12. Results of Commercial P&C Company Loyalty Study

  13. Dissatisfied Satisfied Loyal (7-8) (9-10) (1-6) Satisfaction’s Impact on Repurchase Intent 100% 86% 70% 75% Repurchase Intent 52% 50% 25% 0%

  14. Satisfaction’s Impact on... 75 50 Account Share (Mean) 2x 25 0 Dissatisfied Loyal Satisfied Only 1500000 Account Revenue (Mean) 1000000 3x 500000 0 Satisfied Only Dissatisfied Loyal 200000 Account Gross Margin (Mean) 150000 5x 100000 50000 0 Dissatisfied Satisfied Only Loyal

  15. Mini-breakout: What are causes of the loyalty boost?

  16. Causes of the Loyalty Boost? • Lower Costs... • Lower administrative costs (e.g., credit checks, order entry) • Lower operating costs (e.g., know customers’ needs from working with them over time; they know what you offer) • Employees less hassled  better morale  lower turnover • Higher Customer Net Present Value... • Longer tenure customers  more purchases over time  keep customers longer  lower sales and marketing costs • Greater share of customers’ purchases • Greater customer receptivity to purchase a broader range of new products and services • Possible price premium

  17. The Effect of Satisfaction on Price Sensitivity All Respondents 150% 125% Defection Proof Missile Silo Willingness-to- Pay As % of Price 100% 75% 50% 0 2 4 6 8 10 Customer Satisfaction (ACSI Data)

  18. 5 10 15 Account Gross Margin 200000 Dissatisfied Satisfied Only Loyal 150000 100000 5x 50000 Time in Years 0 2.5 5 20x! 10

  19. Firms’ Satisfaction Scores and Stock Market Returns 4.7% Average Market- Adjusted Return from 8/94-1/95 1.7% -0.20% -0.80% Lower Quartile 3rd Quartile 2nd Quartile Top Quartile

  20. Customer Satisfaction Distribution 100% 62% 75% Percentage of Customers 50% 29% 25% 9% 0% Dissatisfied Satisfied Loyal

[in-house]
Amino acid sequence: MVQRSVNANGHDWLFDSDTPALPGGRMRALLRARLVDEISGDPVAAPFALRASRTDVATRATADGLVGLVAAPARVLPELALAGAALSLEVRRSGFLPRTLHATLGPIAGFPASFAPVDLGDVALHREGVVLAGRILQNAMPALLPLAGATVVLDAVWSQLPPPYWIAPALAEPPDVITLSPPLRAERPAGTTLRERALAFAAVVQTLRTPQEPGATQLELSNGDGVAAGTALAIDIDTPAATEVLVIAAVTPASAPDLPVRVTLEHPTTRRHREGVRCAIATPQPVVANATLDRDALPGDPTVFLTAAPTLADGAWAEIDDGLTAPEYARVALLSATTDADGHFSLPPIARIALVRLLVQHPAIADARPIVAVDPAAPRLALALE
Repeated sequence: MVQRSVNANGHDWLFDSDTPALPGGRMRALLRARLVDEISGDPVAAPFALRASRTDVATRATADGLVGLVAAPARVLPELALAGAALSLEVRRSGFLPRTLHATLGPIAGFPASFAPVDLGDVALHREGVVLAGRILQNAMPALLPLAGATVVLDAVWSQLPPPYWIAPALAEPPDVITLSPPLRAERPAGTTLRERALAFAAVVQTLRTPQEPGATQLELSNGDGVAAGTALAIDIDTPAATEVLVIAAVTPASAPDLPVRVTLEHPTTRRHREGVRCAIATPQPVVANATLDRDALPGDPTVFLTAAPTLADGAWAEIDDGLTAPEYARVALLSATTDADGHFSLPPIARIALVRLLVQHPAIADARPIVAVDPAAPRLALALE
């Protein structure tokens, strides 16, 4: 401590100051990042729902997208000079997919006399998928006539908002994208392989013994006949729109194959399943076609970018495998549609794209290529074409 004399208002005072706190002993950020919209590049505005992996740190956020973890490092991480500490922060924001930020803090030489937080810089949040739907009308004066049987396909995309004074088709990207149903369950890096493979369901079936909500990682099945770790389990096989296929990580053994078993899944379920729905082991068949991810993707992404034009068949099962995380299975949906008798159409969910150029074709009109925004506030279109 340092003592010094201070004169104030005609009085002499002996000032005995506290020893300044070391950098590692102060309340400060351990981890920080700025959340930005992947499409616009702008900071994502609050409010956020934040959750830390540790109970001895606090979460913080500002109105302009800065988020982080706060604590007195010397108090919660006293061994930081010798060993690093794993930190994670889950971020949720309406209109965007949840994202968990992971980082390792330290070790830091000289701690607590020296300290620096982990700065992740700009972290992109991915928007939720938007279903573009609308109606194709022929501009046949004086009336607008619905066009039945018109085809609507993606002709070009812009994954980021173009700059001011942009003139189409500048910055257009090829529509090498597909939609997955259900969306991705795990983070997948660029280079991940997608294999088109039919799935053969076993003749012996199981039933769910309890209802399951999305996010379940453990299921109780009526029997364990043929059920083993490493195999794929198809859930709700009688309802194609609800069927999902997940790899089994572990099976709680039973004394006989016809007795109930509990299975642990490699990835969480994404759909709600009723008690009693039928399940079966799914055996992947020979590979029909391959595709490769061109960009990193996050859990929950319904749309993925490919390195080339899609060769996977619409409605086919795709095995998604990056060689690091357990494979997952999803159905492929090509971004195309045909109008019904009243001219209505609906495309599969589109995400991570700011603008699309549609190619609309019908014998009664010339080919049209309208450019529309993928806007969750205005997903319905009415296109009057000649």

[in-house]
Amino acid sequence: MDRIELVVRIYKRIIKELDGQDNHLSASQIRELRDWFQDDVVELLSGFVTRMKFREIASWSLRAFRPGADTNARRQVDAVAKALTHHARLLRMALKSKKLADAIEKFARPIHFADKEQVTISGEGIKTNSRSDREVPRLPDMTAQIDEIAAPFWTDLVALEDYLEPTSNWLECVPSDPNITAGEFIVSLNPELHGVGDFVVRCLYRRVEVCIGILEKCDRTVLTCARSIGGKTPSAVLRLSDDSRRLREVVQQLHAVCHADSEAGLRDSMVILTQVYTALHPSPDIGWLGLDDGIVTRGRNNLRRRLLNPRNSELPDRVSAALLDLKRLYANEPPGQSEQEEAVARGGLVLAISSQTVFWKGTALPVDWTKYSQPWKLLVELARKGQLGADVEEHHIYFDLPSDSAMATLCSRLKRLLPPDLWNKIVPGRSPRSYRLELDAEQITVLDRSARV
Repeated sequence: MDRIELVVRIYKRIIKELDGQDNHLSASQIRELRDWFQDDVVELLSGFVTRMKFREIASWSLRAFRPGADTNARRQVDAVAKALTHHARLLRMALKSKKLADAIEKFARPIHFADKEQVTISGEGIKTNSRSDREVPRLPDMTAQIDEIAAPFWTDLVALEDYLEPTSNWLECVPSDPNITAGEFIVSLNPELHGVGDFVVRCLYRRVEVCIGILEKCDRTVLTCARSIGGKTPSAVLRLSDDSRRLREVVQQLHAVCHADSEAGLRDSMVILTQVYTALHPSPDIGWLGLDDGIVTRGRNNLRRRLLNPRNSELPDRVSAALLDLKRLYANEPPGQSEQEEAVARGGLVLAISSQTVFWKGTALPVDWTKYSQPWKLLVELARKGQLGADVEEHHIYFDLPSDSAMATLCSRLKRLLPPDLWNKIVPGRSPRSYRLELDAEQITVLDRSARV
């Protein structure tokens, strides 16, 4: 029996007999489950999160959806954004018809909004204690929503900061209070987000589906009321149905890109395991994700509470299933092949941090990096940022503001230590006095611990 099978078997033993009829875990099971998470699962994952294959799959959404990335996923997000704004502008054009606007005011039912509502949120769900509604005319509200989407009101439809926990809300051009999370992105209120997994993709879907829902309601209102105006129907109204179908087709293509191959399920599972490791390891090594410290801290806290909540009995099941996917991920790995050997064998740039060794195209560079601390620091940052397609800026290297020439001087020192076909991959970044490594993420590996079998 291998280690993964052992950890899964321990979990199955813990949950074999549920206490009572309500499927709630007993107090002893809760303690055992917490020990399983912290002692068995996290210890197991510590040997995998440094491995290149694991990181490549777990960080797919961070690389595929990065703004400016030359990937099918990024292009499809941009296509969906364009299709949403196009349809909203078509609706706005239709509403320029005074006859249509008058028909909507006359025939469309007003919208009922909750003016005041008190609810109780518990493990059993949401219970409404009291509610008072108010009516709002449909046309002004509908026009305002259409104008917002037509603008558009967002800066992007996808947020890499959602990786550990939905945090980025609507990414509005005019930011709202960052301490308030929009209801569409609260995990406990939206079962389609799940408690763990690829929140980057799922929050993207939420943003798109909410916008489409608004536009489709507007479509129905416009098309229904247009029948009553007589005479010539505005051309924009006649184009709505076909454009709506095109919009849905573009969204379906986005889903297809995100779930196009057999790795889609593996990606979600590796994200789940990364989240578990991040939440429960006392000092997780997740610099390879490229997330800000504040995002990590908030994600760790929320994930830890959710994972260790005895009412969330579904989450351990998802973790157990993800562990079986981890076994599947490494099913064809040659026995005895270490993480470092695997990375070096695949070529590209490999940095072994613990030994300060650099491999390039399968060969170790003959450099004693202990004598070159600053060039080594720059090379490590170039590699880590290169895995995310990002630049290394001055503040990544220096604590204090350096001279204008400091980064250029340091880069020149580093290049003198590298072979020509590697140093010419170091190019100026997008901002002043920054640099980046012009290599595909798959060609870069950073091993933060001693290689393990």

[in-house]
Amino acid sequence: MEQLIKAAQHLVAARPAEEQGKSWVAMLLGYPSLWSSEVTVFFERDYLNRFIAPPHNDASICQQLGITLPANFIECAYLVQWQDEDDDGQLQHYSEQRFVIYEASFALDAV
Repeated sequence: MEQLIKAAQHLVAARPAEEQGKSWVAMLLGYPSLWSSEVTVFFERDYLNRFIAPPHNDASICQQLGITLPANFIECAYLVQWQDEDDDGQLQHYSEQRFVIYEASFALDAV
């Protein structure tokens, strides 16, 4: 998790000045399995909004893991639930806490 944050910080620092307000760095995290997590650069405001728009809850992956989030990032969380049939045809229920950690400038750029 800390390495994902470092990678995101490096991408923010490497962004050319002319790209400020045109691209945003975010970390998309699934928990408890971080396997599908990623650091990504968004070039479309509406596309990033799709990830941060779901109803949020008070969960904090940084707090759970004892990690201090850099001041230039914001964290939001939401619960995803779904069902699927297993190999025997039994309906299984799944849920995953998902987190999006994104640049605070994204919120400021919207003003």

21. 200000 Dissatisfied Satisfied Only Loyal 150000 100000 5x 50000 0 0 7.37 10 Average Customer Satisfaction

  22. Mini-breakout: What could account for the low percentage of loyal customers?

  23. Reasons for Low Percentage of Loyals • It is difficult to be that good. • Benchmarking shows that we lead our industry, which is good enough. • If you were never in love, would you know what you had missed? Translation: If you don’t know how much highly loyal customers are worth, would you know how much you are losing by not having more of them? • Does accounting measure profits that could have been made if your customers had been more satisfied? (Does accounting measure profits lost from customers who defect?)

  24. Every day that goes by in which you have dissatisfied - or less than totally satisfied customers - you’re working hard to put yourself out of business. You are feeding your competition.

  25. “We Need to Institute a Loyalty Improvement Effort!” Therefore …

  26. The Objective: Increase loyalty 2% / year. How? Eliminate customer sacrifices.